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Congress proposes massive subsidies to convert coal into diesel fuel

By Kenneth Barbalace
[Thursday, May 31, 2007]
Key congressional lawmakers with the support of intense lobbying by the coal industry are pushing legislation through both the House of Representatives and the Senate that could potentially provide tens of billions of dollars in subsidies, low interest loans and tax breaks to the coal industry to produce diesel fuel, jet fuel and fuel oil from coal. According to the International Herald Tribune, the list of key congress persons pushing legislation includes:
  • Representative Nick Rahall, a West Virginia Democrat and chairman of the House Natural Resources Committee;
  • Representative Rick Boucher, a Virginia Democrat whose district is dominated by coal mining;
  • Senator Barack Obama, a Illinois Democrat and Presidential candidate;
  • Senator Jim Bunning, a Kentucky Republican;
  • Senator Larry Craig, a Wyoming Republican; and
  • Other "coal state Republicans".

This legislation is being pushed forward under the guise of alternative energies to make the United States energy independent and is expected to have the support of President Bush who has stressed the need for "alternative energies" rather than "renewable energies", thus making room for coal.

The legislation being proposed includes: loan guarantees of upwards of $30 billion for 6-10 coal-to-liquid plants; $0.51 per gallon tax credit for all coal derived fuel sold through 2020; and federal subsidies if the price of oil drops below $40 per barrel.

While converting coal to diesel type fuels would help the United States become energy independent it would also be extremely counterproductive to our efforts to decrease carbon dioxide emissions to slow global warming. According to the U.S. Environmental Protection Agency (see graph below), even if carbon capture and sequestration was implemented in the coal to diesel conversion process the net amount of total lifecycle greenhouse gases that would be released per BTU of fuel produced and consumed would be 3.7% higher than using traditional production techniques to produce diesel fuel from crude oil. Without the use of carbon capture and sequestration, the amount of greenhouse gases released from the coal to diesel fuel conversion process would increase by 118.5%.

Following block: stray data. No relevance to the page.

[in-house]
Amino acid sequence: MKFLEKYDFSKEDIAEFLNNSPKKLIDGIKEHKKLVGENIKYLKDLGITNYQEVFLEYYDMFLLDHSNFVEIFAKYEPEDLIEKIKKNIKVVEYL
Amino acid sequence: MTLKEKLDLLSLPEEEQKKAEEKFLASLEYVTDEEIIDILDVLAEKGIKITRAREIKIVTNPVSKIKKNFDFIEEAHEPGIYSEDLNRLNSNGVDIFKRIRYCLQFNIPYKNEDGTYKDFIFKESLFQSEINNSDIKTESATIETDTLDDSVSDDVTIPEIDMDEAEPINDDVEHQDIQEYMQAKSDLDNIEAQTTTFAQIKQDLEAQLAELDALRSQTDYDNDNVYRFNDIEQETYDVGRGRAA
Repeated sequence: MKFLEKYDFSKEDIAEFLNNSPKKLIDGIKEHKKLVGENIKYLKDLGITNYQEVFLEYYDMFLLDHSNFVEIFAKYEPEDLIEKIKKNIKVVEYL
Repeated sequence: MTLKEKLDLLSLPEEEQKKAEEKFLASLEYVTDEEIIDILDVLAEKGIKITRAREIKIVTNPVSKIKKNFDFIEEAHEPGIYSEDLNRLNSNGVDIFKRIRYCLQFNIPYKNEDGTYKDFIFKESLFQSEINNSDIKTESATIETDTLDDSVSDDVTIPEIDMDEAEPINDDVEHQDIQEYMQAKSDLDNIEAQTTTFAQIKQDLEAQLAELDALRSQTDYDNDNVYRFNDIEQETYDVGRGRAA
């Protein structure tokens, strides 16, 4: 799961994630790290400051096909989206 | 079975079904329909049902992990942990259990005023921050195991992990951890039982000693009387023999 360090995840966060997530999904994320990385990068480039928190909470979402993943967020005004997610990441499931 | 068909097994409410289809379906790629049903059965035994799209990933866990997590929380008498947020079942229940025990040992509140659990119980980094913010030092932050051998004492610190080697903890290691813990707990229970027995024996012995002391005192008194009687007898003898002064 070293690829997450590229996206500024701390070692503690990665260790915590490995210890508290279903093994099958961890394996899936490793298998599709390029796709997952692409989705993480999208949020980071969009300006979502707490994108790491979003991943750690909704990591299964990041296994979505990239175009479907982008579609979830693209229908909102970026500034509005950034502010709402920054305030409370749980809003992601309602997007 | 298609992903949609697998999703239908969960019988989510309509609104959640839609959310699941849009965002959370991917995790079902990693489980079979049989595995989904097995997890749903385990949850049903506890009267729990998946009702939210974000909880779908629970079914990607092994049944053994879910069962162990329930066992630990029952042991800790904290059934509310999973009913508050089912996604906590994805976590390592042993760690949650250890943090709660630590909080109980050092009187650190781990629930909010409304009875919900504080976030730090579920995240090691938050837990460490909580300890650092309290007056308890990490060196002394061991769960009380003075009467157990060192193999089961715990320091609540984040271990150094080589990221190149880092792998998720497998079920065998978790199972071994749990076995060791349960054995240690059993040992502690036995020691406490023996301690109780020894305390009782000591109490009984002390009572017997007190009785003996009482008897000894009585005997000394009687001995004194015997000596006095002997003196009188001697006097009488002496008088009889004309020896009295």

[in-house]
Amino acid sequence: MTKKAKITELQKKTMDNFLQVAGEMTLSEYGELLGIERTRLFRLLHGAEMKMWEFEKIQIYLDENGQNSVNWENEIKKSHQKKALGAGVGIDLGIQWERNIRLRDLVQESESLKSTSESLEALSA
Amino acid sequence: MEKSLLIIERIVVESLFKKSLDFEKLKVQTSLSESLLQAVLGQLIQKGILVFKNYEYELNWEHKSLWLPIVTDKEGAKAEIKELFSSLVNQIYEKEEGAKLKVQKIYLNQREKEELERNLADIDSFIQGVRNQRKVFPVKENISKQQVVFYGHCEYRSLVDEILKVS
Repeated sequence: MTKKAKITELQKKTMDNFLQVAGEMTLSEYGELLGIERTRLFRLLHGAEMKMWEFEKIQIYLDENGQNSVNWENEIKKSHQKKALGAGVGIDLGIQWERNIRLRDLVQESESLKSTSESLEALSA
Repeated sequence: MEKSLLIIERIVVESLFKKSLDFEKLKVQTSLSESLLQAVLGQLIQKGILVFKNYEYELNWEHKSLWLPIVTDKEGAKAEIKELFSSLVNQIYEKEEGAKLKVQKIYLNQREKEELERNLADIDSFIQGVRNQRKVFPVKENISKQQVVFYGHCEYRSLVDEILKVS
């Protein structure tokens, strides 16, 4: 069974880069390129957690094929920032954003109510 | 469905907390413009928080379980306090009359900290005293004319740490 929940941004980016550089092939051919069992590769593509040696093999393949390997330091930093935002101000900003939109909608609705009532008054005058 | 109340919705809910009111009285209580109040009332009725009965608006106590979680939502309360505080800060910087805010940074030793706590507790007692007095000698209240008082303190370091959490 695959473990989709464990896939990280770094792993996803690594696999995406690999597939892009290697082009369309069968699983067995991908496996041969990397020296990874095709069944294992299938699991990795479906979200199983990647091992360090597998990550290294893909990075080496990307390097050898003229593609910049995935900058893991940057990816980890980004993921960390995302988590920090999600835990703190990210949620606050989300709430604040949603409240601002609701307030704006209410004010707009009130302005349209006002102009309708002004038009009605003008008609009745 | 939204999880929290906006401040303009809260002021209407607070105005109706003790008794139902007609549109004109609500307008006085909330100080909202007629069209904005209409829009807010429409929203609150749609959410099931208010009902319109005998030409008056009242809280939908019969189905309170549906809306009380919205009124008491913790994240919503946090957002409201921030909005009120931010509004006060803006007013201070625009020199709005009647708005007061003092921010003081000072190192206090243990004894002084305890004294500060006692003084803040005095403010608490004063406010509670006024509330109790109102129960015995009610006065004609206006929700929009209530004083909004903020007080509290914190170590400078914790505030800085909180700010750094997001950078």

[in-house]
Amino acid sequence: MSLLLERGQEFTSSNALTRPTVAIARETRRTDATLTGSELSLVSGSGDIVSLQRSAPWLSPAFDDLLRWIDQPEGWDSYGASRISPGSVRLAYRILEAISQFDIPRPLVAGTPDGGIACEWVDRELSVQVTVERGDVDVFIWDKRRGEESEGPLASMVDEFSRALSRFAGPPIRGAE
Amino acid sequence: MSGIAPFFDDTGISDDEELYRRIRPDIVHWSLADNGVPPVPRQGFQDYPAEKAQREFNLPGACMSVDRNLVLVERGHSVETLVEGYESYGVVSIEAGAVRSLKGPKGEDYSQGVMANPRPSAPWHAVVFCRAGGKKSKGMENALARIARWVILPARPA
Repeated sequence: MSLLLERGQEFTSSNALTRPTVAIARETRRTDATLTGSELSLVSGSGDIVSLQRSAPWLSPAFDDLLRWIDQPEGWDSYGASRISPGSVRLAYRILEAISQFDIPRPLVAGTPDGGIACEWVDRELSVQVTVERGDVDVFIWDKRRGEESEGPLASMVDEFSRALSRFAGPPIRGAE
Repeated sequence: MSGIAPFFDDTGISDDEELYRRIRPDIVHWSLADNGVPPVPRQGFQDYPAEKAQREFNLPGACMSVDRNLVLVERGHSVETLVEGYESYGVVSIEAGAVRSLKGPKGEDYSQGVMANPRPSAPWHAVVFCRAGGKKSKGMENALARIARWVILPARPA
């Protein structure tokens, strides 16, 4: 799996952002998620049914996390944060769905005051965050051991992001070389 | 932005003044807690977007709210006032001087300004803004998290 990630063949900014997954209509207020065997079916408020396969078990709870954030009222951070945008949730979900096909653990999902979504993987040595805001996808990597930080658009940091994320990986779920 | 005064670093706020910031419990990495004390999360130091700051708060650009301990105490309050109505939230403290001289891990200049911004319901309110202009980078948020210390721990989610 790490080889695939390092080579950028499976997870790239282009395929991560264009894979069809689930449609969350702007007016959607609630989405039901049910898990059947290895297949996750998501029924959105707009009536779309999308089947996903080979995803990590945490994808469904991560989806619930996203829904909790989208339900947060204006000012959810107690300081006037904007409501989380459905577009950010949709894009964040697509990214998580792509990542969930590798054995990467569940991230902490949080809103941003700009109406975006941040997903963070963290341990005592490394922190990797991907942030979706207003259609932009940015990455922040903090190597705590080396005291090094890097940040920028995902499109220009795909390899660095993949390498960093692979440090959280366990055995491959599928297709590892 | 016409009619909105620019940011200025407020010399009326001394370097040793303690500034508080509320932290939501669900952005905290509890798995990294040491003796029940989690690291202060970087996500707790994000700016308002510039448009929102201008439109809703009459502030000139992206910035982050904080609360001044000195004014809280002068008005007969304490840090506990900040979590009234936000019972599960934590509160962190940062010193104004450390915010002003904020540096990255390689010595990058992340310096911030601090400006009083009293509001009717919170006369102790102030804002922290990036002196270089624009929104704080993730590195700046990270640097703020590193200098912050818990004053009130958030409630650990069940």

The coal to liquid fuel proposals working their way through Congress have all the hallmarks of pork barrel politics that will make coal executives rich at the expense of the U.S. taxpayer with dire consequences for efforts to reign in CO2 emissions and global warming. Taxpayers should be very wary of tens of billions of tax dollars being sunk into what is essentially an industry driven experiment. History has shown that when corporate interests lobby for and get such huge amounts of taxpayer money the result is invariably a boondoggle and at the very least a waste massive amounts of money. The failure of the synthetic fuel initiatives of thirty years ago and the billions in taxpayer dollars that were wasted on the government owned Synthetic Fuels Corporation is just such an example.

If the coal industry wants to move forward with finding new markets for coal via turning it into liquid fuels, it is their purgative. U.S. taxpayers, however, should not be the ones funding the research into this technology and said technology MUST NOT result in a net increase in greenhouse gas emissions for the total lifecycle of the fuel produced.